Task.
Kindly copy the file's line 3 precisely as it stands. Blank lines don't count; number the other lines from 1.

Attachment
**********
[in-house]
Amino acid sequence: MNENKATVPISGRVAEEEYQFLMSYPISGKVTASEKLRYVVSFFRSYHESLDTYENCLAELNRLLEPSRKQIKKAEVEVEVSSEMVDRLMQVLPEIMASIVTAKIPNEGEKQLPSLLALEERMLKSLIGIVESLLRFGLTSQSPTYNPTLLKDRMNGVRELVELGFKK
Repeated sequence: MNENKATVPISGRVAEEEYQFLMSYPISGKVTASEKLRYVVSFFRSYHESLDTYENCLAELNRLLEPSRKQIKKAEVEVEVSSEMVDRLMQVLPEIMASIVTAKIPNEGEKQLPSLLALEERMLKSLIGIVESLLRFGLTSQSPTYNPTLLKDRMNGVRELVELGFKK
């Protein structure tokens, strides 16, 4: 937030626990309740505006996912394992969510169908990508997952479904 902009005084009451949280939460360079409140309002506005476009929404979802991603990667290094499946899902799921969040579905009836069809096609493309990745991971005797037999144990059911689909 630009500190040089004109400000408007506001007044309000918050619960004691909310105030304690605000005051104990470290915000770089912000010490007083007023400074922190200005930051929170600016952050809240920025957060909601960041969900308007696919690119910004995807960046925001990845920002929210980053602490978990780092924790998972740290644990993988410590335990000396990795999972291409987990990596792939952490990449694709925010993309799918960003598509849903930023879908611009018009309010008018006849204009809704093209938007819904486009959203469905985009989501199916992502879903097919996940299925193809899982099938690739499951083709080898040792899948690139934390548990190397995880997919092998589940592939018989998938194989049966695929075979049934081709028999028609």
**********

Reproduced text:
Repeated sequence: MNENKATVPISGRVAEEEYQFLMSYPISGKVTASEKLRYVVSFFRSYHESLDTYENCLAELNRLLEPSRKQIKKAEVEVEVSSEMVDRLMQVLPEIMASIVTAKIPNEGEKQLPSLLALEERMLKSLIGIVESLLRFGLTSQSPTYNPTLLKDRMNGVRELVELGFKK